At the end of the course the student is able to:
- use and explain elementary data structures like lists, heaps, binary trees, and priority queues
- use and explain elementary algorithms like sorting, traversing and updating data structures, and basic optimization problems
- analyse the time complexity of algorithms and operations on data structures, e.g. using the Master Theorem or recursions, and use dynamic programming
- use and understand the (extended) Euclidean algorithm, the “grand daddy of all algorithms” (Knuth), in particular its computational efficiency, and its relevance in applications such as, e.g., RSA public key encryption
- use, explain and design algorithms on graphs and networks, such as computation of shortest paths, spanning trees, maximum flows, stable matching and clustering problems
- solve second-order linear recurrence relations using characteristic polynomials
- recognise and apply properties of groups
- know and recognise several constructions of groups
- know and work with group homomorphisms and isomorphisms and understand their role in the more general context of mathematics
- work with rings and fields
- apply the (extended) Euclidean algorithm to integers and polynomials
- investigate and understand when two algebraic structures are isomorphic
- understand and describe several applications of Algebra, such as cryptography, the word problem, symmetries and isomorphisms of structures
The first two weeks of the study unit “Algorithmic Discrete Mathematics” are devoted to the understanding of elementary data structures, and their use in the design and theoretical analysis of classic discrete algorithms. This includes basic principles and techniques to analyse the time and space complexity of algorithms, worst-case and average-case. The data structures include heaps, binary trees, as well as priority queues. Algorithms that are dealt with are for sorting, computational problems with permutations, the Euclidean algorithm to compute the greatest common divisor, the computation of shortest paths, minimum spanning trees. General algorithmic techniques that are introduced are divide and conquer, as well as dynamic programming.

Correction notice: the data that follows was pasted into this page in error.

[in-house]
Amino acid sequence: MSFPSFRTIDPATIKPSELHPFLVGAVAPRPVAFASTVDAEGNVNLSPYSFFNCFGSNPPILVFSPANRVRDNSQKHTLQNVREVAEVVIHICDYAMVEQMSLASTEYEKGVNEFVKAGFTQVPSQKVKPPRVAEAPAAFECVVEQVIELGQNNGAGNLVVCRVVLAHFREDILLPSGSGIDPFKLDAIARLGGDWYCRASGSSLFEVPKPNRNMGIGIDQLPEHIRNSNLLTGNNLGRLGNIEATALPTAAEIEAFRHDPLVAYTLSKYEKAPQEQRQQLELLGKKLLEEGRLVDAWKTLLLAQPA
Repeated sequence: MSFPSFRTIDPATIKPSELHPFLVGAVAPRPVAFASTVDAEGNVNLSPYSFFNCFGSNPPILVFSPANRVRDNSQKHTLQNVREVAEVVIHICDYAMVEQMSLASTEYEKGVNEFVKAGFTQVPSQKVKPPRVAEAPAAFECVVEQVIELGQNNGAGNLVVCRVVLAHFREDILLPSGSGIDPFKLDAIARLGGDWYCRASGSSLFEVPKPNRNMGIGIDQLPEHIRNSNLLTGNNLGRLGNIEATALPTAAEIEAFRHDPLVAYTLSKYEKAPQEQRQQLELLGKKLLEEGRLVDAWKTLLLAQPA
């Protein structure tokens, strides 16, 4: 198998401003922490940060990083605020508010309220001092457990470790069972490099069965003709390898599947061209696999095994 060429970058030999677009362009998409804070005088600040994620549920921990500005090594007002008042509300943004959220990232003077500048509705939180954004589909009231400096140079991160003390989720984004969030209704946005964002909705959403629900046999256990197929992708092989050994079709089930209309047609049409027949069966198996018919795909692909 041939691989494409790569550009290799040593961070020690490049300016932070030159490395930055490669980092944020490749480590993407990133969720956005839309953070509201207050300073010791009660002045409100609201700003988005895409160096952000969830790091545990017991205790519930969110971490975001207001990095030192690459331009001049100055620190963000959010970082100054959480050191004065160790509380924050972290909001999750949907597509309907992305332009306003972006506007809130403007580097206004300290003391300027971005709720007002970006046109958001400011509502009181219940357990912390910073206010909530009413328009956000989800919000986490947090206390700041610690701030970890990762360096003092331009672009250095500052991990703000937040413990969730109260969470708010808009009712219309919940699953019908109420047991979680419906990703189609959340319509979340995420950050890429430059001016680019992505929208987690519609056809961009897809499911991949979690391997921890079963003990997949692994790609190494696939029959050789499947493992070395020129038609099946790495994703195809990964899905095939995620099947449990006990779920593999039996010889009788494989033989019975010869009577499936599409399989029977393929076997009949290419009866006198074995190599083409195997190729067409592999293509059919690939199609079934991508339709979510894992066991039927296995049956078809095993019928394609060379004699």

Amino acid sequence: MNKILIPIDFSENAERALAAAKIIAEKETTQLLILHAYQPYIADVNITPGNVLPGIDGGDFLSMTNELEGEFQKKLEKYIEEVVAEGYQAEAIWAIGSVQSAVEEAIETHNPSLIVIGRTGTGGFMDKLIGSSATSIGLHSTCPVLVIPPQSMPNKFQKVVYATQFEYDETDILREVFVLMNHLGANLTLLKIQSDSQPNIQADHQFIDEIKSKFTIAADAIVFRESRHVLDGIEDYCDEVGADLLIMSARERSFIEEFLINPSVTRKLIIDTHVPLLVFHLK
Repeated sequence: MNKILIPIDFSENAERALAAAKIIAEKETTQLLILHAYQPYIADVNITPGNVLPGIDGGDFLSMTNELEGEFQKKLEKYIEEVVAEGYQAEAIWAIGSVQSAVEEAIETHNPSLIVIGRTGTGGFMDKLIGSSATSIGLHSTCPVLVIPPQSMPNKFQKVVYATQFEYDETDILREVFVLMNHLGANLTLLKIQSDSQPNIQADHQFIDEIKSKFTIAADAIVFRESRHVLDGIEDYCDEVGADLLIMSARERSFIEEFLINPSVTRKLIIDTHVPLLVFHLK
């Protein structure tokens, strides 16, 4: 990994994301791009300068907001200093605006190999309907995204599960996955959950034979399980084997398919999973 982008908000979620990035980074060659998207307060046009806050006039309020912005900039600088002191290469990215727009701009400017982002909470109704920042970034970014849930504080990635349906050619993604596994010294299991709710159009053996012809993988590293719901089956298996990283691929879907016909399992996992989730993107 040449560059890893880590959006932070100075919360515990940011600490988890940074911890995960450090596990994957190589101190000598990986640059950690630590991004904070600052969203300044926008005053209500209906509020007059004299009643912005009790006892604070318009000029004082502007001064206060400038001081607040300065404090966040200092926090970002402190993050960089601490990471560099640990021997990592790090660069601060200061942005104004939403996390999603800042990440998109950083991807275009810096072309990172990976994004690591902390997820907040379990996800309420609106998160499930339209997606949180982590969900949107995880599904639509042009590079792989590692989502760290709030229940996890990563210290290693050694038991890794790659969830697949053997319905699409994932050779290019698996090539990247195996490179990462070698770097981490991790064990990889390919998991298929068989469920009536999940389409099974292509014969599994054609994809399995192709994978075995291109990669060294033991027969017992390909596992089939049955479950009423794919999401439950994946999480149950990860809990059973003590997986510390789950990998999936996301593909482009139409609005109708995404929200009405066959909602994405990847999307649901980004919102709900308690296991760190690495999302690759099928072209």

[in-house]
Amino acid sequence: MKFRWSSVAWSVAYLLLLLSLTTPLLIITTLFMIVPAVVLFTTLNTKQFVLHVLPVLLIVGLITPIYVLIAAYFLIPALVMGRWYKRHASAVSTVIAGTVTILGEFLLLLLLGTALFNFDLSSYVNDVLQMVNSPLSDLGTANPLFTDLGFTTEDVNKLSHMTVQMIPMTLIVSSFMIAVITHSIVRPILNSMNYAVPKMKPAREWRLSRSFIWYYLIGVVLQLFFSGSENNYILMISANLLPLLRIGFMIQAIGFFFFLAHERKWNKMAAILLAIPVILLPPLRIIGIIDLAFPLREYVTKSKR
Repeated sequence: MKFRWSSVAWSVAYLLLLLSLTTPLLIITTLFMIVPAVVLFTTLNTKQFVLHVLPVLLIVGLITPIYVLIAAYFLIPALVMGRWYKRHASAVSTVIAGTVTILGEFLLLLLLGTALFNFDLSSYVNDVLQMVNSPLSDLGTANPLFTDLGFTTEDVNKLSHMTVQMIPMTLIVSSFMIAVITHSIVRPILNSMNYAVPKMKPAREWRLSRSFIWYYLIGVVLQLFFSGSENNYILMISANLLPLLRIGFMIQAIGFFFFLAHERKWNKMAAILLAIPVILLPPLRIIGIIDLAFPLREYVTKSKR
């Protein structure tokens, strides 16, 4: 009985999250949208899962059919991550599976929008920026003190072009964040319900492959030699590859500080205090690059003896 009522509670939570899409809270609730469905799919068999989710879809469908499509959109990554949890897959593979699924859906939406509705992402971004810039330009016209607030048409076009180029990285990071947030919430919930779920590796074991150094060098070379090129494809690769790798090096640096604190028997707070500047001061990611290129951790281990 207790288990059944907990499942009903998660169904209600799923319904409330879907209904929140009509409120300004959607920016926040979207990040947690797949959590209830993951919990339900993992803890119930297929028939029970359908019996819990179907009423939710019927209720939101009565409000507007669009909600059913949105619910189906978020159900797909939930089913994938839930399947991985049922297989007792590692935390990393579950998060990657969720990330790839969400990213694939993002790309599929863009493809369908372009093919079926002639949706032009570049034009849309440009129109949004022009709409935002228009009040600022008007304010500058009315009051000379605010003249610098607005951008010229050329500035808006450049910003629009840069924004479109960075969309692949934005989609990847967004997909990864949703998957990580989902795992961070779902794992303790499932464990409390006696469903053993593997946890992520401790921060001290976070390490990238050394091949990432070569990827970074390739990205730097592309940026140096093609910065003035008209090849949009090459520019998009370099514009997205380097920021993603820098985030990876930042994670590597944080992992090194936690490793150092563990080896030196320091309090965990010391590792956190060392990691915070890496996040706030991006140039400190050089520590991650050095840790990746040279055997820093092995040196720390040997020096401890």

The third and fourth weeks are devoted to structural, algorithmic, and combinatorial problems that lie in the core of discrete and combinatorial mathematics: Students understand core algorithmic techniques in discrete optimization, next to shortest paths and spanning trees also algorithms for network flows, stable matchings and clustering, the power of duality on the example of maximum flows and minimum cuts, and learn how to solve combinatorial counting problems by means of (second-order, linear) recurrence relations using the characteristic polynomial.
The "Algebra" part of the course provides an introduction to abstract algebra and some of its applications. Three families of algebraic structures are introduced and studied: groups, rings and fields. Roughly speaking, groups are generalisations of the set of integers equipped with addition; rings are generalisations of the set of integers equipped with both addition and multiplication; fields are generalisations of the set of rational numbers equipped with addition, multiplication and division by nonzero numbers. The generalisations go as far as finite structures and structures in which the operation(s) are non-commutative.
The backbones of the course are constructions for groups and the understanding of structure-preserving maps. As to applications of algebraic structures, the course addresses encryption based on RSA, the word problem, symmetries and isomorphisms in adjacent mathematical domains.
Topics covered in this course are:
- An overview of algebra and algebraic structures
- Constructions of groups: integers, integers modulo n, groups of matrices, groups of symmetry, groups of functions, finitely generated groups, cyclic groups
- Basics in group theory: group operations, cosets, the Lagrange Theorem, group homomorphisms and isomorphisms, quotients, free groups, group presentation
- Rings and ideals; fields
- Applications of algebra, including encryption, data analysis and the recognition of structure-preserving transformations
|Linear maps between vector spaces; calculations with matrices; properties of real and complex numbers; working with functions and relations
|Bachelor Applied Mathematics
|Bachelor Technische Natuurkunde
|Discrete and Combinatorial Mathematics: An Applied Introduction, Ralph P. Grimaldi, Pearson, 2003 (5th ed.). ISBN: 978-0201726343
|Lecture Notes, to be provided online